It was still pretty freezing at the first rest stop- we pulled in to a less-than exuberant Elvis and plenty of snacks; bagels with cream cheese, cliff bars, candy bars, fruit. We all met up within a few minutes it seemed after having passed a woman who appeared badly injured on the side of the road, an ambulance was en route to her.

Filled up on some snacks, used the porta potties and we were off again, still freezing.

On rides this long the miles and stops all tend to run together so I guess I won't attempt continuity, but I'll talk about my favorite parts.
One section of road in particular was my favorite- it was a relatively long, flat, mostly-shaded area. In between the car's main lane of travel and the shoulder there was the usual white line, however this section had rumble strips as well. David and I picked up the pace significantly here consistently riding 22-26 mph. What I loved about it was that we took turns pulling. We had to try to stay single file behind the riders in the shoulder, yet slalom out of the shoulder to pass, all the while avoiding the at-times significant car traffic. It took a fun amount of mental attention to watch the strips, the riders and the cars, in addition to staying inches from David's wheel, or he mine. Unfortunately on this road is where John Jr. took a spill. I'm not entirely sure of how he fell, but he had a boo-boo on his leg that needed some attention- thank goodness everyone was able to patch together enough first aid supplies to get him to the next rest stop where he got well bandaged. And while we're on the topic, let's talk about Mr. John Jr. That guy trained so hard (even cutting off all his hair to save a few grams I believe) and had never even done one century- he came out of the gate and pulled back-to-back centuries and I have NEVER heard him complain once! (Gerry, take a lesson.) In fact, Lloyd's brother did the same thing- back-to-back centuries for his first time. Wow, impressive.

Now let's talk town-line sprints because really, that's what's most important to me. In the course of our training on a lot of rides we've been doing town-line sprints. It's become so indoctrinated into our psyche that David and I have both started townline sprinting in our cars out of habit. Sad but true. Actually I've been riding so much lately I actually called out "glass" while I was walking.

So the first handful of townline sprints really were easy because, well, I was the only one who knew we were sprinting- David had not yet adjusted to the signs so he missed all of them. No matter, still counts by my book. I tell you what though, playing games like sprinting makes the time go so quickly- it keeps your mind off the sometimes-doldrom monotony of miles, though I have to admit this was such a pleasant ride I didn't experience that until the last 30 miles and then I was incapable of sprinting anyway, I was toast.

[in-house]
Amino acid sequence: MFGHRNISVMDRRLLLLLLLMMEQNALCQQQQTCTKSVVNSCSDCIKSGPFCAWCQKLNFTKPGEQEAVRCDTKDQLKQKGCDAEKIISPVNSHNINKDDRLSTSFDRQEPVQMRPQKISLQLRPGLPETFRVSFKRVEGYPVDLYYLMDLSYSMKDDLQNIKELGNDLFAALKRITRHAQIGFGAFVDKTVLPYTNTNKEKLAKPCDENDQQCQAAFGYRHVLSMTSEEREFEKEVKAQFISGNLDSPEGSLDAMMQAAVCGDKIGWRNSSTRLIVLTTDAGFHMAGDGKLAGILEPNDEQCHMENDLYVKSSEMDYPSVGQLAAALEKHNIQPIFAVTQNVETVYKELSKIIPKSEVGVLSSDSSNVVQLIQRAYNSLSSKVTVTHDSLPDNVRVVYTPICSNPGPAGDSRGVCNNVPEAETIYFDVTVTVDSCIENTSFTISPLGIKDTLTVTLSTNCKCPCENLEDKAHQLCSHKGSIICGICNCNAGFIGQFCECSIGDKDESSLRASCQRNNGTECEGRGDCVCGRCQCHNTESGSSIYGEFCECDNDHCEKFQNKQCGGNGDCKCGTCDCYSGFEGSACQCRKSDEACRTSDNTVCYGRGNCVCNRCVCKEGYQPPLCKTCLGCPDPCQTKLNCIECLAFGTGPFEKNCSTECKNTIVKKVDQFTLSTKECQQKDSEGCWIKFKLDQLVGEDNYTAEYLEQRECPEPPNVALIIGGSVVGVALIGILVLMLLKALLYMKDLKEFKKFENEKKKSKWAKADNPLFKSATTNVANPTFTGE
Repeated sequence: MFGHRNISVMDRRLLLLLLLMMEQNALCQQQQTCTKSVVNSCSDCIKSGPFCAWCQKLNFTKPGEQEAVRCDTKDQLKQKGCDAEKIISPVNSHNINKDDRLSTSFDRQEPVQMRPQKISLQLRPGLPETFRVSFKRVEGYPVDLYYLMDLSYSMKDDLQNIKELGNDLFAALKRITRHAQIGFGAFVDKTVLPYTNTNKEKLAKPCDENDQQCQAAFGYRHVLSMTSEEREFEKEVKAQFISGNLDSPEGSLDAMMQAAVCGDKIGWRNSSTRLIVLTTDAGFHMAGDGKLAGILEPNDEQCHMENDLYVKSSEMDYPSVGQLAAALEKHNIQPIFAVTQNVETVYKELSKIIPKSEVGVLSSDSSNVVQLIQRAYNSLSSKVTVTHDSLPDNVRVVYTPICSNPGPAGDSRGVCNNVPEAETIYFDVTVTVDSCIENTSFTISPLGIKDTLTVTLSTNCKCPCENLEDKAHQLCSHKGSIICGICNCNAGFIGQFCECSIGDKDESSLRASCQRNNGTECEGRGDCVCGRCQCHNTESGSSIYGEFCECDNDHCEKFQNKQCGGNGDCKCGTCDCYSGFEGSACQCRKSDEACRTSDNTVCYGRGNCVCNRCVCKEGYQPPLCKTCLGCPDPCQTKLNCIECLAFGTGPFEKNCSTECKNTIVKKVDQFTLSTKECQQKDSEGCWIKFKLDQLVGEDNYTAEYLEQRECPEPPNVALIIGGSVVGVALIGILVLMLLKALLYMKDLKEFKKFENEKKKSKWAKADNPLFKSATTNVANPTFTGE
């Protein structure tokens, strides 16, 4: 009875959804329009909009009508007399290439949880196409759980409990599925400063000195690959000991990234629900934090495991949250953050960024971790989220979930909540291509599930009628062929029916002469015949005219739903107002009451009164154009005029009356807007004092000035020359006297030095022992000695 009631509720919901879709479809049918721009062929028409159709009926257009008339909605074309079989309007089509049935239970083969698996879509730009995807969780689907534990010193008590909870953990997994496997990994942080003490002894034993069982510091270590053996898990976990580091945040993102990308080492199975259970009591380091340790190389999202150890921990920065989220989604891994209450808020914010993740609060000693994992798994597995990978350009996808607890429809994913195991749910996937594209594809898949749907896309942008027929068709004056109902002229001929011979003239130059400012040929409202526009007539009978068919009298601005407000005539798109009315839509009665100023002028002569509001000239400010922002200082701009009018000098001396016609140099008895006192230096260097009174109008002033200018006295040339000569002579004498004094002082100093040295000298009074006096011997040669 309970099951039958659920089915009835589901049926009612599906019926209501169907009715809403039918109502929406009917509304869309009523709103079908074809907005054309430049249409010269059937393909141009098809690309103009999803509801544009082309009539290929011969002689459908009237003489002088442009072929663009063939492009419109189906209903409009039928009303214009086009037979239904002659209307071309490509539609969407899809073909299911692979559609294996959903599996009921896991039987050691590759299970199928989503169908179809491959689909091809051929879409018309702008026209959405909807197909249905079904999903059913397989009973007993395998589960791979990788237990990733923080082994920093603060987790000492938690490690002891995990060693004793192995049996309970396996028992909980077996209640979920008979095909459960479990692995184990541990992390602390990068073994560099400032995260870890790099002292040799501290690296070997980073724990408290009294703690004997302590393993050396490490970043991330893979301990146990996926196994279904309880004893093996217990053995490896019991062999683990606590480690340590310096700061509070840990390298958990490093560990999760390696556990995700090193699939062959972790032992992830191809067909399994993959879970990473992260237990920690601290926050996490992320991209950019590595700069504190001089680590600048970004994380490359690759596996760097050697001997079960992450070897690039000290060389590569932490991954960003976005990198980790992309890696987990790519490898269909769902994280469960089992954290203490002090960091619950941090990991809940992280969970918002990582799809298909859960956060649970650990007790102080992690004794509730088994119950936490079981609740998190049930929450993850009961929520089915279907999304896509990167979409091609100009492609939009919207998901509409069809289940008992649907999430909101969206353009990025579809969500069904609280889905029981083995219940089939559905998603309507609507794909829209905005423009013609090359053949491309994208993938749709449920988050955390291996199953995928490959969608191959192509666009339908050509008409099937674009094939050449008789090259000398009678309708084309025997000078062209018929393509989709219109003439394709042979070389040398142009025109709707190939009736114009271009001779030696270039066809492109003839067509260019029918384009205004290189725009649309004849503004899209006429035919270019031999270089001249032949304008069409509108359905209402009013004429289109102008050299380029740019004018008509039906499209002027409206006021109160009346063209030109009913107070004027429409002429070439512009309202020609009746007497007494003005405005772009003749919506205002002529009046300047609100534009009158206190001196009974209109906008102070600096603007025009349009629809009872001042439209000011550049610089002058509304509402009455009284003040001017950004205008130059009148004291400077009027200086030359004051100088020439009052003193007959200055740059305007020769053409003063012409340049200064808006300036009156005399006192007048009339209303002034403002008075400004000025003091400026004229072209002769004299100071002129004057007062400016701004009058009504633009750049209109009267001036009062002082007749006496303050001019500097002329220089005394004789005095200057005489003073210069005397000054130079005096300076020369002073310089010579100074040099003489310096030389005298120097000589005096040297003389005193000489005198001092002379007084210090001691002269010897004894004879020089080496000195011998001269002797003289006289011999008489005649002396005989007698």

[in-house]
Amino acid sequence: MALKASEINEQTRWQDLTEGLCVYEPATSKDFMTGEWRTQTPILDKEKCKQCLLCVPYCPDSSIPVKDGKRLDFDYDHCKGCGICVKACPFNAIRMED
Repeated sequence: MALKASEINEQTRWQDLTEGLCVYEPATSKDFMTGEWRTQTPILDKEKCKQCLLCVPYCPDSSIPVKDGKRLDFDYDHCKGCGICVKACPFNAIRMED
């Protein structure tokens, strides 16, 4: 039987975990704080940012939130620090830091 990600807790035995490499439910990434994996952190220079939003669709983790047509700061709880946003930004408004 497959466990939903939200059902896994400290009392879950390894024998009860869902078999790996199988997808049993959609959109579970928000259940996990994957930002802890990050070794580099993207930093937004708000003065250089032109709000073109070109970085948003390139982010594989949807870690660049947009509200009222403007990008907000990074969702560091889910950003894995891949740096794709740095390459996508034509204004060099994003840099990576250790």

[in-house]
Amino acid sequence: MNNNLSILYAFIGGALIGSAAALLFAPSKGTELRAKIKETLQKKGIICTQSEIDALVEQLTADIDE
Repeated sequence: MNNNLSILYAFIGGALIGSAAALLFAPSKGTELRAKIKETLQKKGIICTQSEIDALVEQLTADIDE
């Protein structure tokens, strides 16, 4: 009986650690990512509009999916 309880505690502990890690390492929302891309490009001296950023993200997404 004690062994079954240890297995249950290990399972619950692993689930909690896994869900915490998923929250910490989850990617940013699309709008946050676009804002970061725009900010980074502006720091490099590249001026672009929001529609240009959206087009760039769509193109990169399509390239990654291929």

Anyway, suffice it to say I won Saturday and David won on Sunday. At one point in the ride we had to cross this bridge, the 520 bridge I believe. All cyclists were directed to an off-shoot road and made to wait until traffic could be stopped and then the entire lane was given to the cyclists. Standing with an ever-growing click of cyclists at the foot of a long, steep bridge was cool, but what was even cooler was that halfway across the bridge was the official cross-over into Oregon, the ultimate sprint! But in the gesture of team, Lloyd, David and I crossed at the same time (though on replay my wheel maybe have accidentally been one one-millionth of an inch in front of everyone else's) with much celebration.

Possibly one of the best parts of the ride happened just off a bike path we were on for several miles in Washington. The path bridged a small creek- or was it a river? We spotted some local kids swimming so we pulled over, shuffled down the dirt path, took off our socks and shoes/helmets/gloves, and dove into the ice cold water. It was air-gaspingly cold, but so refreshing. We sat for a while (you HAVE to see David's video to believe this next part) and watched as local kids climbed this tree that must have been 80 feet tall- they were leaping into the puddle, er, creek from so far up I really thought we were about to see someone die. The splash from their velocity and well, let's be honest, girth, reached as high as the rickety diving platform. We watched that for a while, chatted, enjoyed the minnows swimming around, and helped a fellow cyclist find his glasses on the murky bottom. Lloyd and his brother passed as we were just getting back to our bike and we convinced them to go have a dip, which they did. Arriving at the halfway point, we stopped again to swim in the local community pool. After having just ridden 100 miles, we were made to take a swim test before we could splash around. For a whopping $3, we cooled off and started to let our muscles relax.